Next month thousands of young Burmese Muslims, persecuted in their own land, will attempt to voyage across the sea to a better life – but a sinister fate awaits them.
Here's a formula for making a killing in times of crisis. Go to the south-eastern tip of Bangladesh, on the border with Burma, and buy an old fishing boat. It'll cost 100,000 taka, or about £900. Then budget 450 pounds, for rice and drinking water, and maybe another £450 for bribes. Then head off and trawl for clients among the most destitute communities in Bangladesh – a country so densely populated country and so poor that for Britain to be on similar economic terms it would have to have a population of 200 million with an average income around four per cent of what a Briton's is today,
But the target market we are looking at here is several times more impoverished than that. We are talking about quite possibly the most neglected people in Asia, or anywhere else. They call themselves Rohingyas, a Muslim minority from Burma, 30,000 of whom have been so cruelly persecuted by their country's military junta, in large measure because of their religion, that they have chosen to flee over the border to live in a refugee camp that they themselves built, without the help of the United Nations or anybody else. It is on a little hillside that is so hot, cramped, stinking, hungry and disease-ridden that, by contrast, the neighbouring string of squalid Bangladeshi fishing villages feels like the Costa del Sol.
Of the 30,000 people living in the Kutupalong refugee camp, a third are children under 10. They laughed and horsed around when I visited them accompanied by a photographer and an aid worker. They would not have laughed had they had any sense of the possible destiny awaiting them, just around the corner. When the mothers get desperate, when no other possibility of survival exists, they sell their children off, usually to become slaves; sex slaves, if they are little girls.
But these are not the clients that the region's investors-in-people most are interested in. What they look for is young men, typically between 16 and 25 years old, who dare to dream of a future brighter than the best that Bangladesh has to offer them – which is to pedal day and night as rickshaw drivers, earning just enough crumbs to allow their bodies to keep pedalling the day and night after that.
For these young men, the promised land is Malaysia, an Asian Tiger of shimmering skyscrapers, vast bridges and smooth motorways that is 1,000 miles south of Bangladesh but felt – when I arrived there on a Malaysian airlines Airbus 330 – like another world, in another century. There is no Airbus option for the Rohingyas, who do not have passports, not being considered citizens in their own land.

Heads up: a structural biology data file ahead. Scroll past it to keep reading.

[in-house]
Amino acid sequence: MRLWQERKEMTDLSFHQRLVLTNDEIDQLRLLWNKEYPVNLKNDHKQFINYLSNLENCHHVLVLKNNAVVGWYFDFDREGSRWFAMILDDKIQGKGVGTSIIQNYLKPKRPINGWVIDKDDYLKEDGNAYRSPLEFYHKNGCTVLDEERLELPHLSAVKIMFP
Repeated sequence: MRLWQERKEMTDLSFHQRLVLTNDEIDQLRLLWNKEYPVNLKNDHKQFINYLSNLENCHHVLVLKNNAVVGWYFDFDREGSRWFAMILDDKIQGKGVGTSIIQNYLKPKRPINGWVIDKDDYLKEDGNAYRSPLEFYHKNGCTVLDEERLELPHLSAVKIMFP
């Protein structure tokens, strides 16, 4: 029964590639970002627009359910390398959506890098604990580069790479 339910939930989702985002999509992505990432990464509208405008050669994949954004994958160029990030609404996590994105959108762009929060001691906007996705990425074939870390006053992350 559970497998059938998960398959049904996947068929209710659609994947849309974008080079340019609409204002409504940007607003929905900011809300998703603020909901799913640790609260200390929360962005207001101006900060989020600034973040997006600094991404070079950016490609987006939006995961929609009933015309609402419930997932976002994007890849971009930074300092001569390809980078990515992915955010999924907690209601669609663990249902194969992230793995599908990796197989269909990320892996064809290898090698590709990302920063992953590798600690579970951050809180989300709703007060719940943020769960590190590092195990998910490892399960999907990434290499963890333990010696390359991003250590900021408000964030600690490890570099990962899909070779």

This is where the fishing boats, the rice, drinking water and the bribes come in. The canny entrepreneur, who regards himself as a sort of travel agent, offers these ambitious young men a sea trip to Malaysia for a fee the equivalent of £180 a head. The boat, about 60ft long, would usually hold a dozen fishermen. But for this kind of voyage the aim is to carry up to 100 people. That means an income of £18,000 on an outlay of £1,800: a profit approaching 1,000 per cent.
One limitation of the business is that it is only feasible at year's end. December is the time to set sail, when the storms in south-east Asian waters abate, and the currents and the winds are favourable for Malaysia. As I write, boats are being bought and packages sold – as they were a year ago when more than 1,000 Rohingya refugees set off from the Bangladeshi coast.
I spoke separately to half a dozen of these sea-faring adventurers; the stories of three of them are recorded here. Storms, starvation, disease, thirst, beatings, jail was what befell them. At several steps along the way they lived with what seemed then the certain knowledge that they were to die slow and terrible deaths.
Another type of slow death was what they had fled from in Burma. The travellers' stories of life in their home country matched those I heard from a group of Rohingya elders at the Kutupalong camp, painting a picture that suggested images of the slave era in the Americas during the 18th and 19th centuries.